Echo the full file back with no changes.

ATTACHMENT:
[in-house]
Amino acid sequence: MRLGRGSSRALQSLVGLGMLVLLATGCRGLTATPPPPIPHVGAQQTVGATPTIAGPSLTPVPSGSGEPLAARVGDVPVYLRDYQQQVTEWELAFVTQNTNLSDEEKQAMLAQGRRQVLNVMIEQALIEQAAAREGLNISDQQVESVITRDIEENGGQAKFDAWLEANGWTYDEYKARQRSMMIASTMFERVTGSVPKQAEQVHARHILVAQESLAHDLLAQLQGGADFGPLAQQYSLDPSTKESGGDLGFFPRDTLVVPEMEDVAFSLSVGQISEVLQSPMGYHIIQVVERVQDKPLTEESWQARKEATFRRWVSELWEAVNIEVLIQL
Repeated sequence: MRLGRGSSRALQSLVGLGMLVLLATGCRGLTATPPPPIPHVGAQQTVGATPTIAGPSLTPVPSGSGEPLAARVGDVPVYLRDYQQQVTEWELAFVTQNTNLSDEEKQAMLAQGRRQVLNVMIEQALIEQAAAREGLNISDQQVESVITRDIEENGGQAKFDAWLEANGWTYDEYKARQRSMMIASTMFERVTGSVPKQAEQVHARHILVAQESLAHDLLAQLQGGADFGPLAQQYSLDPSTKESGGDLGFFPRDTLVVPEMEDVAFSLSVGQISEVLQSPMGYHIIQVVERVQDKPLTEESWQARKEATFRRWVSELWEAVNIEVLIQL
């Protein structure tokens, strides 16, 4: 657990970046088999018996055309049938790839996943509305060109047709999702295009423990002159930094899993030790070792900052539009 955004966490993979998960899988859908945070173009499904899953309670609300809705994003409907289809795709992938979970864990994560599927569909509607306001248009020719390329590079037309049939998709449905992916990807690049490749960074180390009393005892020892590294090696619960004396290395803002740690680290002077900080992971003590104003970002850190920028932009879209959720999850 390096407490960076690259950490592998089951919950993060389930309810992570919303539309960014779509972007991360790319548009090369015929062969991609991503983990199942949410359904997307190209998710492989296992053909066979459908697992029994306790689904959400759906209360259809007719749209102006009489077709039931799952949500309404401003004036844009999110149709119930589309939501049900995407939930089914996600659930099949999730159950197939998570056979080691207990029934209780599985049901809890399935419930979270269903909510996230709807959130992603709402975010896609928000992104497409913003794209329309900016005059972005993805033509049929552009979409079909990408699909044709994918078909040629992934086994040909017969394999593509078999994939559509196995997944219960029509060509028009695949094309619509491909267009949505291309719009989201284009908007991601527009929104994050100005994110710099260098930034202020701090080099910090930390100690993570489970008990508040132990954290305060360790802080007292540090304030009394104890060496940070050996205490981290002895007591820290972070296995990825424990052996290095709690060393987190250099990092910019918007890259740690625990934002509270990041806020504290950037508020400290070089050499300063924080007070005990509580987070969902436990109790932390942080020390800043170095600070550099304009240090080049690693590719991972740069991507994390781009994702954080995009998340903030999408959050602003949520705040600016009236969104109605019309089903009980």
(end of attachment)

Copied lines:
[in-house]
Amino acid sequence: MRLGRGSSRALQSLVGLGMLVLLATGCRGLTATPPPPIPHVGAQQTVGATPTIAGPSLTPVPSGSGEPLAARVGDVPVYLRDYQQQVTEWELAFVTQNTNLSDEEKQAMLAQGRRQVLNVMIEQALIEQAAAREGLNISDQQVESVITRDIEENGGQAKFDAWLEANGWTYDEYKARQRSMMIASTMFERVTGSVPKQAEQVHARHILVAQESLAHDLLAQLQGGADFGPLAQQYSLDPSTKESGGDLGFFPRDTLVVPEMEDVAFSLSVGQISEVLQSPMGYHIIQVVERVQDKPLTEESWQARKEATFRRWVSELWEAVNIEVLIQL
Repeated sequence: MRLGRGSSRALQSLVGLGMLVLLATGCRGLTATPPPPIPHVGAQQTVGATPTIAGPSLTPVPSGSGEPLAARVGDVPVYLRDYQQQVTEWELAFVTQNTNLSDEEKQAMLAQGRRQVLNVMIEQALIEQAAAREGLNISDQQVESVITRDIEENGGQAKFDAWLEANGWTYDEYKARQRSMMIASTMFERVTGSVPKQAEQVHARHILVAQESLAHDLLAQLQGGADFGPLAQQYSLDPSTKESGGDLGFFPRDTLVVPEMEDVAFSLSVGQISEVLQSPMGYHIIQVVERVQDKPLTEESWQARKEATFRRWVSELWEAVNIEVLIQL
């Protein structure tokens, strides 16, 4: 657990970046088999018996055309049938790839996943509305060109047709999702295009423990002159930094899993030790070792900052539009 955004966490993979998960899988859908945070173009499904899953309670609300809705994003409907289809795709992938979970864990994560599927569909509607306001248009020719390329590079037309049939998709449905992916990807690049490749960074180390009393005892020892590294090696619960004396290395803002740690680290002077900080992971003590104003970002850190920028932009879209959720999850 390096407490960076690259950490592998089951919950993060389930309810992570919303539309960014779509972007991360790319548009090369015929062969991609991503983990199942949410359904997307190209998710492989296992053909066979459908697992029994306790689904959400759906209360259809007719749209102006009489077709039931799952949500309404401003004036844009999110149709119930589309939501049900995407939930089914996600659930099949999730159950197939998570056979080691207990029934209780599985049901809890399935419930979270269903909510996230709807959130992603709402975010896609928000992104497409913003794209329309900016005059972005993805033509049929552009979409079909990408699909044709994918078909040629992934086994040909017969394999593509078999994939559509196995997944219960029509060509028009695949094309619509491909267009949505291309719009989201284009908007991601527009929104994050100005994110710099260098930034202020701090080099910090930390100690993570489970008990508040132990954290305060360790802080007292540090304030009394104890060496940070050996205490981290002895007591820290972070296995990825424990052996290095709690060393987190250099990092910019918007890259740690625990934002509270990041806020504290950037508020400290070089050499300063924080007070005990509580987070969902436990109790932390942080020390800043170095600070550099304009240090080049690693590719991972740069991507994390781009994702954080995009998340903030999408959050602003949520705040600016009236969104109605019309089903009980």